Predicting the geographic spread of Ebola virus disease in West Africa
Grant awarded: £95,179
Lead organisation: University of Oxford
Partnering organisations: Spatial Ecology and Epidemiology Group (SEEG)
Project length: 2014-15
Study locations: Oxford, UK
Principal Investigator: Professor Simon Hay, University of Oxford
The geographic spread of Ebola virus disease (EVD) during the ongoing outbreak in West Africa has been driven by human movement within and between countries. Using data on human mobility in these countries to make quantitative predictions of disease spread will enable more rational deployment of resources as efforts are scaled to contain the epidemic.
High-resolution maps of EVD importation risk in West Africa will be developed and disseminated to WHO and authorised partners. These maps, along with relevant summary information (such as the health centres most likely to see new cases), will be continuously updated as data become available and automatically disseminated via an online geographic information system alongside other spatial information to guide control of the ongoing outbreak. These tools will also be useful to maintain vigilance as the epidemic comes under control.
Progress and outcomes achieved:
A software developer will be working for 2 months on automating the pipeline, bringing forward the delivery date for ‘Software to automate mapping pipeline‘ to April.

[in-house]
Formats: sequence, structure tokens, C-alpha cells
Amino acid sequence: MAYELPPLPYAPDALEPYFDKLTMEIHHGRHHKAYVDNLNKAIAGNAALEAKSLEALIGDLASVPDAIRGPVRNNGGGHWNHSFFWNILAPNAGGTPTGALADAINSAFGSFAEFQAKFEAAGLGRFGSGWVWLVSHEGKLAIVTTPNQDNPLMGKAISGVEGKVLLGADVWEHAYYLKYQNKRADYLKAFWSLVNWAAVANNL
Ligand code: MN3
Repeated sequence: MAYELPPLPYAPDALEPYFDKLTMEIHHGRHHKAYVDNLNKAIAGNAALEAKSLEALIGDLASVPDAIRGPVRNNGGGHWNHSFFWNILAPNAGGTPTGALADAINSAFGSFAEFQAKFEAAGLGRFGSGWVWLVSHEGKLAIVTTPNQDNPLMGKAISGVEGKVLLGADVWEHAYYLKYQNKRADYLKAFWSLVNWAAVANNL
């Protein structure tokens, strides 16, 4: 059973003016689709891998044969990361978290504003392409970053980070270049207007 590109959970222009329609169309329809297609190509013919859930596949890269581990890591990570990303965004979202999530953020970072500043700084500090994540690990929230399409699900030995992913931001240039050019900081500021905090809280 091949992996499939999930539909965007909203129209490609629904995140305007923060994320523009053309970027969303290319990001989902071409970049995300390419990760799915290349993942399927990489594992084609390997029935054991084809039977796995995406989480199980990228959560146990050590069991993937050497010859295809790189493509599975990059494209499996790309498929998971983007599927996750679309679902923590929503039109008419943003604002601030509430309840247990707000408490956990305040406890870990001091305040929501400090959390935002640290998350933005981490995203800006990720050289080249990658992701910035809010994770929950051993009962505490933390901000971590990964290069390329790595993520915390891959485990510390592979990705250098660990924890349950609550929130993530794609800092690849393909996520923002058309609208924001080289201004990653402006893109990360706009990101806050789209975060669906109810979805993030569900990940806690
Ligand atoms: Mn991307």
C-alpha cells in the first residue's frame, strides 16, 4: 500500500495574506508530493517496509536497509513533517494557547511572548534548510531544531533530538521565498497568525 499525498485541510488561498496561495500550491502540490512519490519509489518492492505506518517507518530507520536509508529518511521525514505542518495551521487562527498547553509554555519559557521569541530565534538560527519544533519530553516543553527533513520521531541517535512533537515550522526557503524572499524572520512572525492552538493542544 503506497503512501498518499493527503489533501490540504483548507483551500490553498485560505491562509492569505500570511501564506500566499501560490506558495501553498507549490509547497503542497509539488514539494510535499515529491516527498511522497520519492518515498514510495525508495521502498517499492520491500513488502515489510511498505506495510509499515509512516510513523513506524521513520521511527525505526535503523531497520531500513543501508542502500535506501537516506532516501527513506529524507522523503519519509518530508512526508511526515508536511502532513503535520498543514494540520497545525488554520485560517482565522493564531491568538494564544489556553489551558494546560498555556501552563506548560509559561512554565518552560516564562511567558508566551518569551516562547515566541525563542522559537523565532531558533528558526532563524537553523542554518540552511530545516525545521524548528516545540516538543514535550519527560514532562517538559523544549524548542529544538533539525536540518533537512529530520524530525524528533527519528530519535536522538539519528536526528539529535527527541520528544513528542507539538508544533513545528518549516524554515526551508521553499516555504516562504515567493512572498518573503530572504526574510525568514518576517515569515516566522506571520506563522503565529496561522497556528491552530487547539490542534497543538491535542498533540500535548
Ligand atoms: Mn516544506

The following milestones are complete: Collate existing EVD case and human mobility data, Collate logistical and geographical data, providing case, human mobility and logistical data for the three affected countries.
The next milestone to Construct regional models of human mobility is currently in progress and on schedule, developing different models in order to test them against each other.
Dissemination is already happening via WHO and their situation reports and can be seen here: http://seeg-oxford.github.io/ebola-spread/
Project Link: http://seeg-oxford.github.io/ebola-spread/
R2HC Funding for Ebola Projects. A Rapid Response
In August 2014, the Ebola Outbreak in West Africa was declared an International Health Emergency by WHO and within a couple of weeks ELRHA launched a rapid-response call for research to combat the crisis. The UK Department for International Development (DFID), the Wellcome Trust and ELRHA opened a special funding window through the Research for Health in Humanitarian Crises (R2HC) programme.
The aim of this emergency call was both to produce robust research findings that could contribute to the effectiveness of the response to the current outbreak and help to draw lessons for future outbreaks of Ebola and other communicable diseases. The projects funded will strengthen the evidence base for the Ebola response in topics ranging from diagnostics to anthropology, surveillance and disease control.